Re-engineering the Resident Applicant Selection Process in Ophthalmology: A Literature Review and Recommendations for Improvement

Andrew G. Lee, Karl C. Golnik, Thomas A. Oetting, Hilary A. Beaver, H. Culver Boldt, Richard Olson, Emily Greenlee, Michael D. Abramoff, A. Tim Johnson, Keith Carter

Research output: Contribution to journalArticlepeer-review

48 Scopus citations


The current resident selection process for ophthalmology has undergone little change over the last several years and remains highly dependent on the traditional selection factors (i.e., grades, honors, letters of recommendation, and an interview). Unfortunately, these selection factors have not been shown to be consistently predictive of future resident performance. In addition, the Accreditation Council for Graduate Medical Education (ACGME) has mandated implementation of six new competencies in resident training in the USA and the current selection process does not directly recruit for these competencies. We propose an implementation strategy to re-engineer and improve the resident selection process in ophthalmology and potentially develop assessments that would be predictive of actual downstream resident performance that would encompass the ACGME related competencies. An intra-departmental Task Force for the ACGME Competencies reviewed a PubMed literature search regarding resident selection. A content expert (AGL) gleaned selected "good practices" from the literature review and summarized the results. Specific recommendations were reviewed for topicality to ophthalmology and where possible for feasibility, reliability, and validity. We summarize several good practices identified from the literature review and propose an implementation matrix for aligning the resident application process with the ACGME competencies that might include: using a standardized and consolidated academic score for the cognitive domains; converting the letter of recommendation format into a letter of evaluation; standardizing the letters of evaluation, including the "Dean's letter"; using behavior specific interview techniques with standardized questions; and developing a specialty based consensus for the selection of traits specific to ophthalmology that might predict success. The resident selection process for ophthalmology might be improved by implementation of specific good practices from the literature. Ophthalmology should strive to develop applicant selection tools that might be useful for predicting residency performance and that would align with the ACGME competency mandate for tools to predict future performance as a physician.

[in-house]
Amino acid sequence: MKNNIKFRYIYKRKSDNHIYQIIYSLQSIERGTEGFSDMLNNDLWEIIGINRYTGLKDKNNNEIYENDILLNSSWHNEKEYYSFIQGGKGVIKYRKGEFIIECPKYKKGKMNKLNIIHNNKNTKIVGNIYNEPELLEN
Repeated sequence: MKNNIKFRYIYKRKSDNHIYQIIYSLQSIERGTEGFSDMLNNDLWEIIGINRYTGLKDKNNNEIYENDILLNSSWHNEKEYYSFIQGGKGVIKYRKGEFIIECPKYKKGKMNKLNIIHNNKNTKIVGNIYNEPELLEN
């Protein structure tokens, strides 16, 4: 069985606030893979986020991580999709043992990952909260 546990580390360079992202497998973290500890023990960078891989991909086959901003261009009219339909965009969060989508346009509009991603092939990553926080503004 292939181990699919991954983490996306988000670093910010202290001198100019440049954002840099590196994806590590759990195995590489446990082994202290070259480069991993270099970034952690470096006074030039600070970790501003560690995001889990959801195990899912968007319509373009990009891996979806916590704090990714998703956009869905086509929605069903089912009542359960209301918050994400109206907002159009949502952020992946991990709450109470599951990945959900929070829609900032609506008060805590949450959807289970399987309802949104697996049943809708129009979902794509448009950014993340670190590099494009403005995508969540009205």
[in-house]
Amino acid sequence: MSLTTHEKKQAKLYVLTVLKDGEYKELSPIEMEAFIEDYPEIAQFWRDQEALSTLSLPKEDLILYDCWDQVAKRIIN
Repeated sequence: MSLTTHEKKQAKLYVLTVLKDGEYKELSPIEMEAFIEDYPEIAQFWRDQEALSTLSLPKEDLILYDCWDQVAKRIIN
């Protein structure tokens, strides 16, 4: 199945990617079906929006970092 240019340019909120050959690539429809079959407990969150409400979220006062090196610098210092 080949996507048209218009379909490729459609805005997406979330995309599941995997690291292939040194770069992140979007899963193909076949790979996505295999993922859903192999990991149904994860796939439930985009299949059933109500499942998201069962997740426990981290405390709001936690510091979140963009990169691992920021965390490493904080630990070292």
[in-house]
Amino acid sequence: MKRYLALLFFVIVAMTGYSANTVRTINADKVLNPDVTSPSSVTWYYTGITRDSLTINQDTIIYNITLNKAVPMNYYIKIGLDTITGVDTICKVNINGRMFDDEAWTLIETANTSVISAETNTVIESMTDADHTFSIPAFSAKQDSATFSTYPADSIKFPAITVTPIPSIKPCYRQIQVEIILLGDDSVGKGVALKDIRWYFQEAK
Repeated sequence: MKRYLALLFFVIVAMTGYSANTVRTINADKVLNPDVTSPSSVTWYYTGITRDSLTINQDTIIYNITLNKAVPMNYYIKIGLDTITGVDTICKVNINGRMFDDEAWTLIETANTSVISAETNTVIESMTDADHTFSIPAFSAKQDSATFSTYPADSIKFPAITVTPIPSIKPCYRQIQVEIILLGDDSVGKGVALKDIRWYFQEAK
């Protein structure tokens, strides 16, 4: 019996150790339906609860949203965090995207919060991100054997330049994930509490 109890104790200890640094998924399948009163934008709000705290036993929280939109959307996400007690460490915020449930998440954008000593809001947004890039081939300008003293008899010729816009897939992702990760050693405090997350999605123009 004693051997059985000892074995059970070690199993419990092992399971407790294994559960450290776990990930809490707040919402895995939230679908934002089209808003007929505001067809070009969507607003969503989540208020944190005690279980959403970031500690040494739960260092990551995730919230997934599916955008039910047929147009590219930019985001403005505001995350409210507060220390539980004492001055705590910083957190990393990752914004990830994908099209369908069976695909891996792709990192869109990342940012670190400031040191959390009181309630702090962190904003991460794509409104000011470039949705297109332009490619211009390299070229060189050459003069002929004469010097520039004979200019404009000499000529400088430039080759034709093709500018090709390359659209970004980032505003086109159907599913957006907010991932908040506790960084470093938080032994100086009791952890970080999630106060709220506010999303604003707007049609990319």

Original languageEnglish (US)
Pages (from-to)164-176
Number of pages13
JournalSurvey of Ophthalmology
Issue number2
StatePublished - Mar 2008


  • competency
  • interviews
  • resident
  • resident selection
  • resident training

ASJC Scopus subject areas

  • Ophthalmology


Dive into the research topics of 'Re-engineering the Resident Applicant Selection Process in Ophthalmology: A Literature Review and Recommendations for Improvement'. Together they form a unique fingerprint.

Cite this